If I had a pound for every person who has told me that they hated having their photo taken I would be a very rich woman! For most people the idea of having their photo taken seems a really alien and uncomfortable experience. I put it down to years of being told to look at the camera and fake a smile. You must remember the horrendous school photos we were all subjected to every year. My son has them now too. All you see from the resulting pictures are forced smiles and stiff poses. All the way from childhood we are told to stand still, look at the camera and smile…’say cheese!’ No wonder people have bad memories of having their photo taken!

This is why I love to capture photos that tell a story. Images that don’t just have the person sitting still and looking at camera. Photographs that capture a little something of the person in them.

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Despite not enjoying having a photo taken, everyone reacts positively and loves photos that capture something of the essence of a moment. An image that shows the real person, not overly posed; a natural reaction.

Capturing that emotion is not straightforward, especially when someone is aware that they are being photographed. Its one thing managing to grab an amazing photo of someone laughing, smiling or even crying, when they aren’t aware that image is being taken. Quite something else when you have a rather camera shy person stood in front of you! This is when its up to you, as the photographer, to gain that persons trust and help them relax in front of the camera.

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Here are some great ways to get those great ‘natural reactions’ with just a little assistance.

1. Reach out to the person & put your camera down for a moment.

I know, the irony isn’t lost, but just think of how much of a wall that camera can be, especially to someone a bit uncomfortable about having a photo taken. Its a great black lump that stops your rather nervous model from seeing your eyes and connecting with you. I’m not suggesting packing the camera away, but lower it a bit every now and again. Have a conversation, ask questions and find out about what makes the person you are photographing tick. Once they trust you and have connected with you a little they will relax. Once they have relaxed you will start to see the real person, and while you are chatting you can start taking a few pictures. The conversation will make them more animated and you can begin to capture some real reactions and show their personality.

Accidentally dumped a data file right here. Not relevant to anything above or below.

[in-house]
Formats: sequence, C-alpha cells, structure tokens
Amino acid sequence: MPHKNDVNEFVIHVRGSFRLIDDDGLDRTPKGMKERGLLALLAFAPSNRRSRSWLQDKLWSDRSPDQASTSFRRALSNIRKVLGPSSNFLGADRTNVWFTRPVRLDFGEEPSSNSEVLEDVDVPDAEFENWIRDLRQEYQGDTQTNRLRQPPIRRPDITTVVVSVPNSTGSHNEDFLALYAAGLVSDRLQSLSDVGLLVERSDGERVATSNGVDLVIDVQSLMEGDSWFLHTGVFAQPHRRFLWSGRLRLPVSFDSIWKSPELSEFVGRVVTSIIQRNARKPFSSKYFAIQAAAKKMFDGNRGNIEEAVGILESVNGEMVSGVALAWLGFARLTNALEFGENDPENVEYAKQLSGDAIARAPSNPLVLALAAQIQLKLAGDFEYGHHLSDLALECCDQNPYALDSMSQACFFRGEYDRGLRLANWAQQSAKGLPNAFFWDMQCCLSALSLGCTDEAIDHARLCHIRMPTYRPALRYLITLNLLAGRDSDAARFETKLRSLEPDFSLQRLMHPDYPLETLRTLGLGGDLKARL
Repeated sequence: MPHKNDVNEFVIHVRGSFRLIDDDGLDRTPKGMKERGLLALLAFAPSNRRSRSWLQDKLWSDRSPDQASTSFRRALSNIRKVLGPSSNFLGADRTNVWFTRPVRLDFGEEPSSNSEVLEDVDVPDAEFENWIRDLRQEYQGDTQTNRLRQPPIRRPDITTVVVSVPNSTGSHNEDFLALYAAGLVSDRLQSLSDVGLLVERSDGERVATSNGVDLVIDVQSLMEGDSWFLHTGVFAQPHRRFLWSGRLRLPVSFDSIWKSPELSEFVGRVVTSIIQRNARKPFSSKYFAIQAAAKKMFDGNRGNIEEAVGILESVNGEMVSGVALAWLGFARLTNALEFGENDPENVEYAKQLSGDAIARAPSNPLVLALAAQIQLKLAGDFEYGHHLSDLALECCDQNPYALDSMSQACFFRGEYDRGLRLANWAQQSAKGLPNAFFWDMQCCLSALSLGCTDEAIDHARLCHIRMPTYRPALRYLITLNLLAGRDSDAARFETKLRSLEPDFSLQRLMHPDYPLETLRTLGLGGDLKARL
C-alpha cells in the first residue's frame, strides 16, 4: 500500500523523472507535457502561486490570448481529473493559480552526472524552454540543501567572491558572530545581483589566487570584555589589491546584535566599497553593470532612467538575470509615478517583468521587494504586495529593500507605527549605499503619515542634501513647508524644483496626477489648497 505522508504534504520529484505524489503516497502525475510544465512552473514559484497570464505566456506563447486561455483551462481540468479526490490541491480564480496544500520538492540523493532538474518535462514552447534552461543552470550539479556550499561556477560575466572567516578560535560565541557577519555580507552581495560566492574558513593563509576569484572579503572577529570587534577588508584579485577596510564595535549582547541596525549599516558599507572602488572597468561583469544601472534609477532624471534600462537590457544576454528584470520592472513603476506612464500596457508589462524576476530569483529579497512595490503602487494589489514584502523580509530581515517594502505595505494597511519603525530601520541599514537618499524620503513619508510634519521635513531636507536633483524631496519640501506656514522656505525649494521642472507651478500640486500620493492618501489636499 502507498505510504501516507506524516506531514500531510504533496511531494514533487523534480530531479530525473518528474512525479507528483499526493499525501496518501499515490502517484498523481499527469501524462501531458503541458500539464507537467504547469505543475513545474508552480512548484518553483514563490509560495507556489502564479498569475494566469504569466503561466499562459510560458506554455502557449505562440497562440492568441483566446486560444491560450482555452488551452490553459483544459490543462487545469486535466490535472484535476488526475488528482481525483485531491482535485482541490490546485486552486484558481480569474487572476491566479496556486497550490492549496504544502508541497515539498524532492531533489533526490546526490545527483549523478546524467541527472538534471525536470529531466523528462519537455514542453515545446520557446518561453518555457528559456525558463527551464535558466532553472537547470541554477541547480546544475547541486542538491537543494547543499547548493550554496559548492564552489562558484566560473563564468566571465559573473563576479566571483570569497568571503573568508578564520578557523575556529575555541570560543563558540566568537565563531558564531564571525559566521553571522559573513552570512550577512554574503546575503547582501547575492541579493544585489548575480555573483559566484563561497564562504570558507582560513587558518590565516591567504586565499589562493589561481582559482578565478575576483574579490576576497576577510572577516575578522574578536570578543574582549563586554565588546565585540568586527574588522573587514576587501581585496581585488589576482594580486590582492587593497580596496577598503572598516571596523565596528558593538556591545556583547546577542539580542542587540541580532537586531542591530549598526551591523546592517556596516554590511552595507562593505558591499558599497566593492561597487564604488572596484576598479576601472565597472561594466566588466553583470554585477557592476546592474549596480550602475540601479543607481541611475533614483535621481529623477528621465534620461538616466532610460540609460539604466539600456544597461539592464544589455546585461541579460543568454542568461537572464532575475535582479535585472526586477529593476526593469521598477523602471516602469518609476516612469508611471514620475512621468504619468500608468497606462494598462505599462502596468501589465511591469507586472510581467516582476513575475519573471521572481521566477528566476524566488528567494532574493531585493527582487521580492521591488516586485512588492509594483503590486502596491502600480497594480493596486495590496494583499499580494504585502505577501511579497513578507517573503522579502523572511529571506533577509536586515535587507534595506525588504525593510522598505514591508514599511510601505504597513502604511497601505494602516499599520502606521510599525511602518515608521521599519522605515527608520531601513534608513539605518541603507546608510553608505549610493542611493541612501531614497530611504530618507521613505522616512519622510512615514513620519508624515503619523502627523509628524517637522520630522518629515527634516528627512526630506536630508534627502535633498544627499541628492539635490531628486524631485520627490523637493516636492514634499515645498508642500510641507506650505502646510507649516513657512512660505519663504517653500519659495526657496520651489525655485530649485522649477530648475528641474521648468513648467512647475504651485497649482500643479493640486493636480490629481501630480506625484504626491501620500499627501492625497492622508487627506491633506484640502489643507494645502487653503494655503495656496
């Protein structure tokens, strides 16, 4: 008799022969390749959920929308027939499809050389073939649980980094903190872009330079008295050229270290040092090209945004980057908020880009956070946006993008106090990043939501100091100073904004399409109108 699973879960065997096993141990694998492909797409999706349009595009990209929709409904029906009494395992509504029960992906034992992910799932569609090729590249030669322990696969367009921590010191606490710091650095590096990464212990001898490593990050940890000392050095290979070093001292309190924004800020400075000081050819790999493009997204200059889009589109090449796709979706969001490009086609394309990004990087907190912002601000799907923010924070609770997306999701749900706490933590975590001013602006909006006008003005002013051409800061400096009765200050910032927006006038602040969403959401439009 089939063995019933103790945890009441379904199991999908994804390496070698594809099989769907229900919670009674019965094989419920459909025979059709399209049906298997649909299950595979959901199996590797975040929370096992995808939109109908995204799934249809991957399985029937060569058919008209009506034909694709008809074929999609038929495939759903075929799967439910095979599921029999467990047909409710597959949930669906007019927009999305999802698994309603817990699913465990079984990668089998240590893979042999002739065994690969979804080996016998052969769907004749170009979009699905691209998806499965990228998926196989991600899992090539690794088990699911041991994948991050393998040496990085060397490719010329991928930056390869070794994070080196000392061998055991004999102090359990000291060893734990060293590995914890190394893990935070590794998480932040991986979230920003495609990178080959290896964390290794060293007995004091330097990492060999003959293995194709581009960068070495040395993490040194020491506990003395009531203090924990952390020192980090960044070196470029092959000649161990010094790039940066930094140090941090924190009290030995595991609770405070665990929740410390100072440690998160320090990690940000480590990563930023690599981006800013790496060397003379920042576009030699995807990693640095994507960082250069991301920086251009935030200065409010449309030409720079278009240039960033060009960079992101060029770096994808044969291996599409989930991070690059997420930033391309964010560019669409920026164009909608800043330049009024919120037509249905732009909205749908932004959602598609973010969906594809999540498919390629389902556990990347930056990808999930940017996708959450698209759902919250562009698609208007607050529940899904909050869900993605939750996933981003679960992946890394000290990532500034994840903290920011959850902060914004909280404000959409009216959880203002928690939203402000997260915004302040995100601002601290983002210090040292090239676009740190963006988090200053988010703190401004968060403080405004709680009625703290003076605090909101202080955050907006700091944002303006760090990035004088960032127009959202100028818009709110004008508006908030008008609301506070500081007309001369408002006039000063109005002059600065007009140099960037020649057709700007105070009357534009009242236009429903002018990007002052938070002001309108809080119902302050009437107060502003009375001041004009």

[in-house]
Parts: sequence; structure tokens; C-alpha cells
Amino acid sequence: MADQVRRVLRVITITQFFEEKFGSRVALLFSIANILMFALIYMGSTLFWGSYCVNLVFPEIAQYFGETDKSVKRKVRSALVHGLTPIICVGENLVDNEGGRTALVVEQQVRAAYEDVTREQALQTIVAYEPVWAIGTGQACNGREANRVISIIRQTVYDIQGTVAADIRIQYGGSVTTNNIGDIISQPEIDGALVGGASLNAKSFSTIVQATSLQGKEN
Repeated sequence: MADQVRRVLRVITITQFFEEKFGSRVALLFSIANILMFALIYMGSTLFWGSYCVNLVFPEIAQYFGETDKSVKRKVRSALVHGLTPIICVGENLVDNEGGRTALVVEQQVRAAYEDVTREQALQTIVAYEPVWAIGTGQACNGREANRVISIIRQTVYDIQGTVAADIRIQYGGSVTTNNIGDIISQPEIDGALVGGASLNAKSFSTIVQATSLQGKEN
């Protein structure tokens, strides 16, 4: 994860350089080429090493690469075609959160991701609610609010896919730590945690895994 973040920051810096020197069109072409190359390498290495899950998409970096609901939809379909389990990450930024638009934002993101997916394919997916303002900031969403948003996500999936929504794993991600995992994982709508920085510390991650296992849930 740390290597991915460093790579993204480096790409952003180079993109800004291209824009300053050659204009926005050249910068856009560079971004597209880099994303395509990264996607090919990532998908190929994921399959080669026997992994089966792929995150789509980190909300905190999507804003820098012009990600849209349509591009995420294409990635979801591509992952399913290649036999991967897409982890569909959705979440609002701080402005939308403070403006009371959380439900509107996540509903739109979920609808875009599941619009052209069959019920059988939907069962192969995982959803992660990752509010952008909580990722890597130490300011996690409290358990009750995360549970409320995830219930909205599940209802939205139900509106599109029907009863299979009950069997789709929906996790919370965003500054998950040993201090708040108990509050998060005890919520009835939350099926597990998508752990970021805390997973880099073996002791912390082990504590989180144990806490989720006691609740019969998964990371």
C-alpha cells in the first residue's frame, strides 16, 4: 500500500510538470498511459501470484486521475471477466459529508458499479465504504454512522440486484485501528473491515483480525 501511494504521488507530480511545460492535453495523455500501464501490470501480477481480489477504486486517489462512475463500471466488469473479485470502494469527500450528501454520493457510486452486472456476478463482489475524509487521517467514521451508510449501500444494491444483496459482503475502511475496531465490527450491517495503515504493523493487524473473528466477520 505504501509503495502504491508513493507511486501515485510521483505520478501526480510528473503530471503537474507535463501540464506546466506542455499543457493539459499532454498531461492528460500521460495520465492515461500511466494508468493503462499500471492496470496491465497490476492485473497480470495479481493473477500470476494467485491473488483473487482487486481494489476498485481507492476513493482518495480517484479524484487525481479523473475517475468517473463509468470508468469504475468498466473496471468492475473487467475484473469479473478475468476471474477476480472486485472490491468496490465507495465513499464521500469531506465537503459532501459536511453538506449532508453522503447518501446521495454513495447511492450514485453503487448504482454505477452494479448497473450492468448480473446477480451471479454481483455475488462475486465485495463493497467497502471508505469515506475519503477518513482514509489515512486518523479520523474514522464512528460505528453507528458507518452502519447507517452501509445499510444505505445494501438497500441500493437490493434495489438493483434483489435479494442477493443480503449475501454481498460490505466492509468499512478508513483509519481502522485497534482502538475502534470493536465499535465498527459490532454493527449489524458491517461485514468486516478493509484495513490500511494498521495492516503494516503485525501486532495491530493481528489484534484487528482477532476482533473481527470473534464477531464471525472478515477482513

This works for couples too. If a couple is a little nervous then get chatting to them. Ask them questions, such as how they met, or what films they enjoy, what restaurants do they like. Anything to get them talking to you and talking to each other. Once they start chatting together you can almost step back and leave them to it. Just making the odd comment here and there will keep them interacting.

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2. Keep taking photos.


Once you have put the person at ease then take the time to take a few more photos than you think you might want or need. As with any new situation, most people take a little while to get into the swing of it so keep taking those shots. Make sure you try a few different angles and crops. Most people have a ‘good side’ or a pose or position that’s more flattering than others so try out some options. Don’t be afraid to give a little direction, after all they can’t see how they look through the camera.

I find a little light direction useful for couples too. Many people get stuck knowing where to put hands or how to stand. They overthink the whole thing and this is when it can all start looking too stiff and awkward. Asking a couple to hold hands, hug or lean against each other is easy and helps them feel safe because they are connecting together. I tend to find a spot with great light, where I want to take the photos, ask the couple to stand together or hug and then once they have relaxed step back a little and give them some space. I always start with photos from further away and then slowly get closer. This allows the people or person to ease themselves into the whole photo shoot. The last thing a nervous person needs is a camera up close and personal on the first shot, it takes a while and some trust to relax for close up portraits.

If things get stuck and you aren’t sure what to do next, go for a walk. Its my go to ‘let’s shake things up a bit’ shot. A bit of movement can help the person or couple relax and give you time to find a new spot or get some new ideas for the next photo.

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3. Have a bit of fun, and be a little silly.

You may find some people leap into the whole ‘photo shoot’ thing quicker than others. One way of figuring out the persons comfort level is to have a little fun and get them to play around with different expressions. Can they be a bit silly, serious, sad or cheeky? (Feel free to join in and help them get into the swing of it!).  For couples maybe you can ask them to play a game where they have to jump from spot to spot without bumping into each other? You could also try some word related games eg. ‘If Tom was an animal, what animal would he be?’. You will be amazed at the reactions and this always gets some laughs and discussions going!